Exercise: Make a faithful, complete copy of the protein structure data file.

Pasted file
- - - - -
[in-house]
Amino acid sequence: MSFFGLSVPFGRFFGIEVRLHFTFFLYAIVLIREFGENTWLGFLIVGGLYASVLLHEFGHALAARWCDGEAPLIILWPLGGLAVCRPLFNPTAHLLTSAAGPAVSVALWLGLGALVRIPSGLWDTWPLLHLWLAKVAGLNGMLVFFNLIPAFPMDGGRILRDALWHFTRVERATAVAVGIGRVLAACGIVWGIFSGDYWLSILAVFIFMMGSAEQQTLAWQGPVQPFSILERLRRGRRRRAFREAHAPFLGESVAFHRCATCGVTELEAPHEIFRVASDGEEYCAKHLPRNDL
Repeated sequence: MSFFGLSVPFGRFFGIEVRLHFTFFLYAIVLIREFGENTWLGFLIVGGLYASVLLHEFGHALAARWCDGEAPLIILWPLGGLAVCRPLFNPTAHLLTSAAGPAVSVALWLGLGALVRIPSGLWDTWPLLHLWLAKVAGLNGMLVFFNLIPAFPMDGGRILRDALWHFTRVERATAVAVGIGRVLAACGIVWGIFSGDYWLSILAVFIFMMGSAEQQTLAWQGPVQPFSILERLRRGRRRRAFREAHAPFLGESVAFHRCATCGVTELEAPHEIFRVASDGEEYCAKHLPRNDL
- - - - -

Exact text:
[in-house]
Amino acid sequence: MSFFGLSVPFGRFFGIEVRLHFTFFLYAIVLIREFGENTWLGFLIVGGLYASVLLHEFGHALAARWCDGEAPLIILWPLGGLAVCRPLFNPTAHLLTSAAGPAVSVALWLGLGALVRIPSGLWDTWPLLHLWLAKVAGLNGMLVFFNLIPAFPMDGGRILRDALWHFTRVERATAVAVGIGRVLAACGIVWGIFSGDYWLSILAVFIFMMGSAEQQTLAWQGPVQPFSILERLRRGRRRRAFREAHAPFLGESVAFHRCATCGVTELEAPHEIFRVASDGEEYCAKHLPRNDL
Repeated sequence: MSFFGLSVPFGRFFGIEVRLHFTFFLYAIVLIREFGENTWLGFLIVGGLYASVLLHEFGHALAARWCDGEAPLIILWPLGGLAVCRPLFNPTAHLLTSAAGPAVSVALWLGLGALVRIPSGLWDTWPLLHLWLAKVAGLNGMLVFFNLIPAFPMDGGRILRDALWHFTRVERATAVAVGIGRVLAACGIVWGIFSGDYWLSILAVFIFMMGSAEQQTLAWQGPVQPFSILERLRRGRRRRAFREAHAPFLGESVAFHRCATCGVTELEAPHEIFRVASDGEEYCAKHLPRNDL